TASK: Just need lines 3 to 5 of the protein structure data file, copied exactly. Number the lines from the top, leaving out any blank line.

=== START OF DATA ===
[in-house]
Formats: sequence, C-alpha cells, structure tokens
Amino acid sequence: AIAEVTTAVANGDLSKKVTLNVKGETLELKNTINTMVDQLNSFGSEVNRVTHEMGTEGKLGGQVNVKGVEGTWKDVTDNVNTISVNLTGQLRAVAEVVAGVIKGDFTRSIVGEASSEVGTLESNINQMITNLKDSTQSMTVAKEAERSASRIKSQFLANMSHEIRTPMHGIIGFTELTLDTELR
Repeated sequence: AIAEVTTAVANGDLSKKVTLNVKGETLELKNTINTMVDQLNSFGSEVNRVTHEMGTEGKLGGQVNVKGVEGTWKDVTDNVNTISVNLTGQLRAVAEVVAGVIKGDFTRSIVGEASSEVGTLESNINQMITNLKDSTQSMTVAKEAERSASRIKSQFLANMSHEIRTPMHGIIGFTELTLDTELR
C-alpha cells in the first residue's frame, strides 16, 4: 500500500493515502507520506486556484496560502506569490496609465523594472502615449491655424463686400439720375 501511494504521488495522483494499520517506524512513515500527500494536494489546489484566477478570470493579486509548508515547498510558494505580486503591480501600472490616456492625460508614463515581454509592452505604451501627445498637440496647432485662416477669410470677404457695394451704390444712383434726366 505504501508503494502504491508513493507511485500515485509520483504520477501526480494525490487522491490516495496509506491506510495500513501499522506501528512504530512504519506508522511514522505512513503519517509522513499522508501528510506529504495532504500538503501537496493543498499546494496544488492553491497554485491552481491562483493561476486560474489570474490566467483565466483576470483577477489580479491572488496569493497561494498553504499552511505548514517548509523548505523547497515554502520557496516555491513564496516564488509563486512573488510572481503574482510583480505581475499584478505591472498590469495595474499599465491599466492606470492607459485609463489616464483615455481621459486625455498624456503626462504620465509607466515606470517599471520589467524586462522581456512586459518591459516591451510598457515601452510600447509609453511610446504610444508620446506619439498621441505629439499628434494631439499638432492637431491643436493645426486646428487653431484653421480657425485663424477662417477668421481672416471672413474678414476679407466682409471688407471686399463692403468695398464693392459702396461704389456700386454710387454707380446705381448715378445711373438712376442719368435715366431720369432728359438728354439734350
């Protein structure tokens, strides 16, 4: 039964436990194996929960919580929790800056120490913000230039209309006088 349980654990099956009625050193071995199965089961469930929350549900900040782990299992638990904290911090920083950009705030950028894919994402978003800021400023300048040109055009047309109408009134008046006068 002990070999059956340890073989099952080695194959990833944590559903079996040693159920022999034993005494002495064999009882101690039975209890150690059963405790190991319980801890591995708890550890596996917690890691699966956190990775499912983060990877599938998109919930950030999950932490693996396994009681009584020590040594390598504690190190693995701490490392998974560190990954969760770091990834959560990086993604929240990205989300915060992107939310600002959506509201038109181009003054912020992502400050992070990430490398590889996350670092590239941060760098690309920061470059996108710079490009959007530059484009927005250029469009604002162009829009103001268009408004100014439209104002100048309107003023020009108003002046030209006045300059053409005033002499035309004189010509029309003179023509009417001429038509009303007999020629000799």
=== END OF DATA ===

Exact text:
Amino acid sequence: AIAEVTTAVANGDLSKKVTLNVKGETLELKNTINTMVDQLNSFGSEVNRVTHEMGTEGKLGGQVNVKGVEGTWKDVTDNVNTISVNLTGQLRAVAEVVAGVIKGDFTRSIVGEASSEVGTLESNINQMITNLKDSTQSMTVAKEAERSASRIKSQFLANMSHEIRTPMHGIIGFTELTLDTELR
Repeated sequence: AIAEVTTAVANGDLSKKVTLNVKGETLELKNTINTMVDQLNSFGSEVNRVTHEMGTEGKLGGQVNVKGVEGTWKDVTDNVNTISVNLTGQLRAVAEVVAGVIKGDFTRSIVGEASSEVGTLESNINQMITNLKDSTQSMTVAKEAERSASRIKSQFLANMSHEIRTPMHGIIGFTELTLDTELR
C-alpha cells in the first residue's frame, strides 16, 4: 500500500493515502507520506486556484496560502506569490496609465523594472502615449491655424463686400439720375 501511494504521488495522483494499520517506524512513515500527500494536494489546489484566477478570470493579486509548508515547498510558494505580486503591480501600472490616456492625460508614463515581454509592452505604451501627445498637440496647432485662416477669410470677404457695394451704390444712383434726366 505504501508503494502504491508513493507511485500515485509520483504520477501526480494525490487522491490516495496509506491506510495500513501499522506501528512504530512504519506508522511514522505512513503519517509522513499522508501528510506529504495532504500538503501537496493543498499546494496544488492553491497554485491552481491562483493561476486560474489570474490566467483565466483576470483577477489580479491572488496569493497561494498553504499552511505548514517548509523548505523547497515554502520557496516555491513564496516564488509563486512573488510572481503574482510583480505581475499584478505591472498590469495595474499599465491599466492606470492607459485609463489616464483615455481621459486625455498624456503626462504620465509607466515606470517599471520589467524586462522581456512586459518591459516591451510598457515601452510600447509609453511610446504610444508620446506619439498621441505629439499628434494631439499638432492637431491643436493645426486646428487653431484653421480657425485663424477662417477668421481672416471672413474678414476679407466682409471688407471686399463692403468695398464693392459702396461704389456700386454710387454707380446705381448715378445711373438712376442719368435715366431720369432728359438728354439734350